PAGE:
Opening up 90 acres of land inside the eco-sensitive zone of Aarey Milk Colony bordering Sanjay Gandhi National Park (SGNP), Maharashtra Housing and Area Development Authority’s (Mhada) Mumbai Housing and Area Development Board has decided to construct 26,959 housing units for tribals and slum habitants in the area.
Tenders to plan and design the township were floated on Monday. Environmental activists fear this move may damage the eco-system of the forest. SGNP and Aarey Milk Colony were declared an eco-sensitive zone by the ministry of environment and forest (MoEF) in 2016.
The Brihanmumbai Municipal Corporation’s (BMC) development plan (DP) 2034 earmarked land inside Aarey Milk Colony for rehabilitation of tribals and permitted the rehabilitation of tribals and Aarey’s slum inhabitants under Mhada and Slum Rehabilitation Authority (SRA) redevelopment schemes. There are approximately 13,486 slum hutments and 1,795 tribal families in the area, as per SRA’s records.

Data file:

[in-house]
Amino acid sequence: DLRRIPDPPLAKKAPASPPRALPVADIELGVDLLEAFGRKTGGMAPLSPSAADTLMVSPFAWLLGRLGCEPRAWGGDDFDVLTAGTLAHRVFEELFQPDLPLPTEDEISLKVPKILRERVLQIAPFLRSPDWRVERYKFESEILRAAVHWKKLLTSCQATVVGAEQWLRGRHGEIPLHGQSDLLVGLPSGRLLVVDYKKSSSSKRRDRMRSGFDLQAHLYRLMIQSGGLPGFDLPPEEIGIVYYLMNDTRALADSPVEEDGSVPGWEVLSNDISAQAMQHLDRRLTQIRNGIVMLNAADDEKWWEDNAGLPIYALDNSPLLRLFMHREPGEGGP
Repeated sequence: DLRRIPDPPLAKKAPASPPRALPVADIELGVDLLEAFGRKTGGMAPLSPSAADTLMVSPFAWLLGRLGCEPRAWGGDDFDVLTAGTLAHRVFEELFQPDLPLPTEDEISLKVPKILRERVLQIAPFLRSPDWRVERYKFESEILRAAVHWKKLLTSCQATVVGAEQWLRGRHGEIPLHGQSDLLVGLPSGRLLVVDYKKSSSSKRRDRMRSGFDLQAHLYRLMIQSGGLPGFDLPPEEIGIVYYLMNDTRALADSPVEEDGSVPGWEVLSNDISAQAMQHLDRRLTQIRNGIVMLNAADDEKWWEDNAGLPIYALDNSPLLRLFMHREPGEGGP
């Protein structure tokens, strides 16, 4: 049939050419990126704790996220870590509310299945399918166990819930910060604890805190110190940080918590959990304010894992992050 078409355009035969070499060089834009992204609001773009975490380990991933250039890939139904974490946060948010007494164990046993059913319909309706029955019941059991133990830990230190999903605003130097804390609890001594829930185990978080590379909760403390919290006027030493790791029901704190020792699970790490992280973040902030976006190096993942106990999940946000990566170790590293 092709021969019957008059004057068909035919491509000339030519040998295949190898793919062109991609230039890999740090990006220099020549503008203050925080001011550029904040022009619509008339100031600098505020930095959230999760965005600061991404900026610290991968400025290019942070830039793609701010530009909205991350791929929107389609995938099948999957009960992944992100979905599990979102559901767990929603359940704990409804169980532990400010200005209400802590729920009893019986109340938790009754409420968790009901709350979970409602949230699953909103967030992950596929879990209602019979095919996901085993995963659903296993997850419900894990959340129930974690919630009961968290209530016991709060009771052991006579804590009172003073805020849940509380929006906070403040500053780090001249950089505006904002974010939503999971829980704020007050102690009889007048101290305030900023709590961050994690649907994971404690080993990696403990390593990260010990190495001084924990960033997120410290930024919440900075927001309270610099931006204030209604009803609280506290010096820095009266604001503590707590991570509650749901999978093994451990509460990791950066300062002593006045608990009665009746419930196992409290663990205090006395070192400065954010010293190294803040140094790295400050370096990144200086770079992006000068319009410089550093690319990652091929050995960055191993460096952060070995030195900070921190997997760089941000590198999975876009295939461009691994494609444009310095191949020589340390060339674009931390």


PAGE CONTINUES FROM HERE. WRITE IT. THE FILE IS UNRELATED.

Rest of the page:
According to Mhada’s tender notice, consultants will plan the construction of 2,000 houses on a land parcel of 43 acres. The houses will be a minimum of ground-plus-one story, with individual terraces and open-to-sky courtyards. The plan also includes the construction of 24,959 housing units on 47 acres to rehabilitate those living in slums around Aarey Milk Colony.
The cost of the entire project is pegged at ₹ 3,510 crore. Construction of the township will need permissions from the MoEF, Maharashtra Coastal Zone Management Authority (MCZMA), Coastal Regulation Zone (CZA), the BMC and the SRA.
Mhada’s chief executive officer Milind Mhaiskar and Dipendra Singh Khushwaha, chief executive officer of Mhada’s Mumbai board, were unavailable for comment.
Activist Zoru Bathena said this much construction in areas bordering SGNP was not advisable. “It will completely damage the eco-sensitive zone. We will have to approach the high court to bring a stay on the project,” said Bathena.
However Vidya Chavan, a Nationalist Congress Party legislator who has been pushing for tribal rehabilitation since 2000, approved of the plan.
“It [the plan] will rehabilitate tribals of SGNP who have lived there since 1856, slums around the park, and adivasipadas of Aarey,” said Chavan, adding that around 33,000 families had paid a fee of ₹7,000 for this rehabilitation back in 2000.
Only 13,500 of them were rehabilitated near Chandivli and the others have not got homes despite paying the fee.